One year after a New Jersey family lost their 6-year-old daughter to the influenza virus, they opened up to the I-Team about their mission to spread awareness and educate other parents on early warning signs.
On Feb. 9 last year, Stephanie Conteron picked up her daughter Nevaeh - whose name spells Heaven backwards - from kindergarten. Nevaeh felt warm, so Conteron gave her medicine, but when that didn’t help she took Nevaeh to a New Jersey hospital.
With a temperature of 104, Nevaeh was given Motrin and tested for both the flu and strep throat. When the results came back negative, Conteron said the hospital discharged Nevaeh and sent her home.
The following morning Nevaeh’s temperature steadily increased. When Nevaeh couldn’t hold down any medication, her mother immediately dialed 911. This time, Nevaeh went to Hackensack Hospital, which specializes in pediatrics. “I was nervous [and] scared,” Conteron said.
By the time Nevaeh arrived to the ER, her fever had climbed to 106. The hospital gave her medicine, along with an IV and oxygen. Within an hour Nevaeh was given strep and flu tests. This time, the results came back positive for the influenza virus. Nevaeh was rushed to the Pediatric Intensive Care Unit, where her mother observed doctors and nurses perform different tests and scans on her daughter; two days later, Nevaeh’s brain and heart were losing function and getting weaker.
When Nevaeh went into cardiac arrest, Conteron watched as nurses and doctors tried to revive her daughter. “I wanted her to go in peace. I didn’t want to see her like that. For those three days in the hospital, she wasn’t moving, I knew she wasn’t there anymore,” said Conteron. “So I asked them to stop.”
Nevaeh’s father, Gabriel Hernandez, had been stationed in Germany. “As soon as it happened they bought me a plane right back home,” said Hernandez. “But by the time I got there, she was already gone.”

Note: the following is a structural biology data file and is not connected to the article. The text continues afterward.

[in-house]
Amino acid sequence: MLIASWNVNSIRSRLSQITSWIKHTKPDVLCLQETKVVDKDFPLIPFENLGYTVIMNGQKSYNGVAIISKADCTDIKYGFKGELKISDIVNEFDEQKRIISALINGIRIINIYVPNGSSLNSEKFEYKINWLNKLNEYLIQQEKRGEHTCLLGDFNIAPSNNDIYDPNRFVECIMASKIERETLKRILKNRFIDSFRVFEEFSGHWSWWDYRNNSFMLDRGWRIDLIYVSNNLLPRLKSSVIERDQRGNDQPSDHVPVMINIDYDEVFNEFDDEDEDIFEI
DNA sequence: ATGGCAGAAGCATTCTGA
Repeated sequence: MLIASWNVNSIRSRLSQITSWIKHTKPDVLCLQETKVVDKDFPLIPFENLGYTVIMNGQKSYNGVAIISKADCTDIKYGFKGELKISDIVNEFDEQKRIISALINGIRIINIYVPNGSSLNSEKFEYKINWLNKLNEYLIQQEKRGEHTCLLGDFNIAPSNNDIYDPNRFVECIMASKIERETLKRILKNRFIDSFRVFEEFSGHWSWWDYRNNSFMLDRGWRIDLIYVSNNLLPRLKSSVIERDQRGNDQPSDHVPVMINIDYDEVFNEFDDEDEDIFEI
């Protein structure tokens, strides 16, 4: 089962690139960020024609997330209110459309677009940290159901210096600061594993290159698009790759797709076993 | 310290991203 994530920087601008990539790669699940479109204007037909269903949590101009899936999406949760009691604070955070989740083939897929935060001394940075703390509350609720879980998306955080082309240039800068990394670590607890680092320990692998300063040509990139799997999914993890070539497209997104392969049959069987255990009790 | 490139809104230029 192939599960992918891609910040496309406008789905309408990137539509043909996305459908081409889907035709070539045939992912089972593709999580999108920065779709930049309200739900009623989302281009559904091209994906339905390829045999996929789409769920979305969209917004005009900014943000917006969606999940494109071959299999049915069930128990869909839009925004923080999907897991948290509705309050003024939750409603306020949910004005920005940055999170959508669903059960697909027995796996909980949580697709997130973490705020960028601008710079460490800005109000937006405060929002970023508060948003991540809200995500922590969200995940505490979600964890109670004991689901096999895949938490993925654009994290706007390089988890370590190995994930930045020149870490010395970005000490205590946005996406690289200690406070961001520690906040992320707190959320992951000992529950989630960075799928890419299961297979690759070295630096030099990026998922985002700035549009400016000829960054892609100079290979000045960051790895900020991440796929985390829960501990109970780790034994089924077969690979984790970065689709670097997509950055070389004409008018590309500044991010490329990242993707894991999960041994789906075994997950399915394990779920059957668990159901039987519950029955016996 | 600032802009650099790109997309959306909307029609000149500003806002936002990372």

Nevaeh’s parents have worked to spread a message to other families. “I just want people to be aware. Get educated. Use preventative measures,” Conteron said.
Simple actions, they say, like washing your hands, covering your mouth and not allowing your child to go to school if they are sick, go a long way. “Every parent knows when their child is sick, when something is wrong,” urged Conteron. “Go to the hospital. You won’t lose anything. Go get it checked out.”
On Feb. 12 this year, the one-year anniversary of their daughter’s death, Nevaeh’s parents hosted a remembrance walk for their daughter. Conteron and Hernandez are working with The End-FLUenza Project, a non-profit organization that helps grieving families like Nevaeh’s.
“We bring awareness about flu, we educate the public about flu,” explained Rebecca Hendricks, founder of The End-FLUenza Project. “We help people identify what flu is, so they can seek medical attention urgently. We offer events like this to families who have lost a child to the flu to bring the community together and keep that memory alive of their child.”
Nevaeh’s parents keep her memory alive by sharing her story, and encouraging them to get the flu shot. They still miss their daughter’s smile and positive energy every day.
“I just miss being hugged by her, you know. I miss how much she loved me. Even if I was just going to the store, she would always want to come with me,” said Hernandez. “If I had five minutes with her I would tell her how much I love her.”